Is your child’s cold or flu virus taking a turn for the worst? Here’s when you’ll need to have your child’s illness further assessed by a doctor.
At this time of the year we hear a lot about the flu season. Or is it the cold season? Sometimes it’s difficult to discern the difference between the two, after all both are caused by a virus and some of the symptoms are the same. Pediatrician Dr. William James agrees that while there are some similarities between the two, there are also significant differences. “The common cold is basically when you feel a little achy, have a runny nose and a general feeling of malaise. Usually with a common cold you get a low grade fever, whereas with the flu, kids are usually much more ill, they ache all over, they may not have a runny nose but every part of their body aches.”
If it is the flu, Dr. James recommends bed rest, fluids, and giving your child “a little Ibuprophen. It works well by taking away the aches and pains and works on the fever.”
Whether it’s a cold or flu, secondary infections can sometimes set in such as pneumonia or bronchitis, and in that case you’ll want to have your child further assessed. “If a youngster is getting worse, if their sense of well being is getting worse, they have an uncontrolled fever, are hallucinating, these are some of the signs that suggest that there may be something more than just the flu going on,” explains James. “They should be seen by their physician or emergency department. Sometimes you don’t realize that they may have a touch of pneumonia or other serious infections and will need a little more aggressive work up.”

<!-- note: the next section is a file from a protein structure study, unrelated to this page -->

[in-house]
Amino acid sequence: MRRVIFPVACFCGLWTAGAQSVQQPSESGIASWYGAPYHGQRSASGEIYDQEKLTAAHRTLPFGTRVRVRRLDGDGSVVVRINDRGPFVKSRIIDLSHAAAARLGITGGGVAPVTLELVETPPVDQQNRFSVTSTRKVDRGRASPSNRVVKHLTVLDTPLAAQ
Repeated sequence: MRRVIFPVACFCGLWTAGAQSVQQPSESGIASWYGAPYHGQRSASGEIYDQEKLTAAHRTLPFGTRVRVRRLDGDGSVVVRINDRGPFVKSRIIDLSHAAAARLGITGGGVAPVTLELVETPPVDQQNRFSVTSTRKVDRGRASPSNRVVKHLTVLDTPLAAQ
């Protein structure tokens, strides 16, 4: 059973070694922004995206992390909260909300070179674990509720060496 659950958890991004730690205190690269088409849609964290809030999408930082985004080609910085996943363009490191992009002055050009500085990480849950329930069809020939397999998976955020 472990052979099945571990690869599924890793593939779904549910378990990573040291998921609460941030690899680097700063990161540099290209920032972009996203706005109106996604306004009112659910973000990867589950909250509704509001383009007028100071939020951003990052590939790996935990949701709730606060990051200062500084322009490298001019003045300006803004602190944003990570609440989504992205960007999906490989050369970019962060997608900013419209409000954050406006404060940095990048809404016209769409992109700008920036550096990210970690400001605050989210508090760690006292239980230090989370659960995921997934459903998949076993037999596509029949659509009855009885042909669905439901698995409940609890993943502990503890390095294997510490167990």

Physician, Dr. Marjorie Keymer agrees that “if your child has the symptoms of the flu, seems to be getting better then suddenly takes a turn for the worse, spiking a higher fever, getting a more productive cough, generally looking sicker, your child may have developed one of the complications of the flu. The most common complication is pneumonia and the second most common complication is kidney disease. The one you’re most apt to recognize is the pneumonia with a much more productive cough and a higher fever.”
What about preventing all of this with the flu vaccine? Generally, it’s now recommended that all children 6 months and older receive the flu vaccine, so it may be wise to discuss the flu vaccine with your child’s doctor and consider vaccination in the fall.
Adapted from The Parent Report Radio Show. Any advice or information contained herein should never be a substitute for professional and/or medical advice, diagnosis and treatment. For more information please review Terms of Service.